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Do you suffer from sore feet? Long days got your feet feeling like your walking on hot coals? Been back from your European holiday for a number of weeks and still have ‘holiday feet’? It sounds like you need a trip to the Podiatrist so you can be accurately diagnosed and treated! One particular condition that you could be suffering from is Plantar Fasciitis
The Plantar Fasciia is a tough piece of connective tissue that lives on the bottom of your foot. It connects the calcaneus (heel bone) to the metatarsals (ball of the foot) and the tip of your toes. Plantar Fasciitis consequently, is the inflammation of that connective tissue. But why does it get inflamed? Before we answer that, we need to establish what the purpose of the connective tissue is.
The plantar fascia (along with other structures) is responsible for your foots arch, which then gives your feet the structural support we need to walk. And we do A LOT of walking…
At 7500 steps a day, we will each walk 216,262,500 steps, which equals around 177,000 kilometers, in our 80-year life time!
That’s not including sports, holidays or any other time that we do more walking than normal. Now if our feet (and bodies) aren’t working properly or in correct biomechanical alignment, you can imagine how that 177,000 kilometres is going to affect our joints, muscles and plantar fascia.
Moving on, plantar fasciitis is the most common foot condition, accounting for up to 15% of foot complaints that require health professional intervention. And again that figure doesn’t include those who don’t seek help, or just think heel pain is normal.
This is where it gets dicey. In most cases Plantar Fasciitis doesn’t have one single causative factor, its multifactorial. As with most injuries to the human body, plantar fasciitis is caused by overusing/overstraining the connective tissue. There are a number of factors that we know influence the straining of the fascia which include, but aren’t limited to;
Of these, poor biomechanics (the study of structure and function of the body) is a particular area of influence on the plantar fascia. Chronically pronated or “flat feet” are a common denominator amongst this demographic. I say chronically because pronation (the flattening of the arch) is a normal and necessary foot function, but when there is an inability to create an arch again the plantar fascia is put under huge tensile (pulling) forces and liable to micro-tearing and rupture.
Poor biomechanics are complicated by the effect of footwear. Flimsy shoes (such as ballet flats or flip flops) and even expensive running shoes may not be suited for your feet. Now, if you add the factor of load (weight gain or increased activity) you get, what I call, the “Trifecta of Foot Pain”.
The chances are you have read this far into this blog because you currently have plantar fasciitis, or have suffered with it in the past. And you would have discovered there are many different modalities for its treatment, but lets briefly talk about a few of the common treatments:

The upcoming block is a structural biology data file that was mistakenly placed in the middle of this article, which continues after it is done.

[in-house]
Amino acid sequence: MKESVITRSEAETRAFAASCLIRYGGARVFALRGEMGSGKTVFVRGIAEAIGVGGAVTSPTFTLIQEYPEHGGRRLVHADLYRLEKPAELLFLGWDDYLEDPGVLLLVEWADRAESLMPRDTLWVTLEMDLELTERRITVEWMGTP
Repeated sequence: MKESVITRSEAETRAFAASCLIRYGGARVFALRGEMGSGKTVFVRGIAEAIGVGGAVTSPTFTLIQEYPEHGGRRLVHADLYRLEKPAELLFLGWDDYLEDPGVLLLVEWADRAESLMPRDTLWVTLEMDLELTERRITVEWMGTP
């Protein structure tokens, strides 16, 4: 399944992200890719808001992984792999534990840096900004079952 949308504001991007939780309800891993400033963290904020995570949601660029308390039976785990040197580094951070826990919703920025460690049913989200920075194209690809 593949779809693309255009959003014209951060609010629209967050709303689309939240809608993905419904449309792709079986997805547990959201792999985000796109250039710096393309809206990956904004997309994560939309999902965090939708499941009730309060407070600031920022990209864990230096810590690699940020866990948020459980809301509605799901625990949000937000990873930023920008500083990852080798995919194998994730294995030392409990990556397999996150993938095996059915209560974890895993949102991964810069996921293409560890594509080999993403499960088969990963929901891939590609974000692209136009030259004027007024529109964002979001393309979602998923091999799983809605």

Night splints have been around for two decades for the management of plantar fasciitis. They work on the premise that the problem lies with the plantar fascia being short, and that stretching the ligament will minimise the its chance of tearing when loaded. If your issue is indeed a short plantar fascia you may feel some relief with these splints, but unfortunately they may be short lived as the newly stretched ligament can create feet that are unable to support themselves during loading.
Cryo/Thermotherapy is used for the symptomatic relief of inflamed soft tissue. Cryo (cold) therapy works around the concept of reducing swelling, and Thermo (heat) therapy tries to encourage blood flow, and both have pro’s and con’s. Its important to know that whatever side of the temperature-therapy-spectrum you choose to identify with, both do little to prevent plantar fasciitis from reoccurring long term.
Massage needs no description; sore feet? Massage them! You would be hard-pressed to find anyone who hasn’t felt immediate relief after a massage, and when you combine it with cryotherapy (iced bottle rolling) the immediate effects may be even greater. But again, you are more likely to find yourself on the ‘my-feet-are-still-sore’ side of the fence.
Surgical treatments for plantar fasciitis vary amongst surgeons, and the techniques they use. For this reason I wont talk about any particular procedure, but rather identify that there is typically a significant financial impact (due to periods of non-weight bearing and depending on your job, inability to work), the risk of infection and the risk of reduction of arch integrity by 25%. In saying this, if your in the 10% of the population who does not respond to conservative treatments, surgery is a viable option.
At Podiatry First, we specialise in the treatment of soft tissue injuries, and we are experts in the use of Shockwave Therapy
Extracorporeal Shockwave Therapy (EST) is a highly researched and evidence backed therapy for the treatment of soft tissue and bony injuries. During the treatment, an applicator is applied to the painful area and an acoustic wave carries energy into the affected tissues. This energy interacts with the tissue causing accelerated tissue repair and cell growth, localised analgesia, and mobility restoration; all things that need to be addressed in Plantar Fasciitis!
Your podiatrist should be able to inform you about all the different treatment options for plantar fasciitis, and you should not feel pressured into any treatments you don’t fully understand
So, if you or someone you know is living with foot pain, come drop into Podiatry First. We can identify the causative/contributing factors to your pain, and we can work on them together and establish a rehabilitation program personalised to you.
Thank you for reading!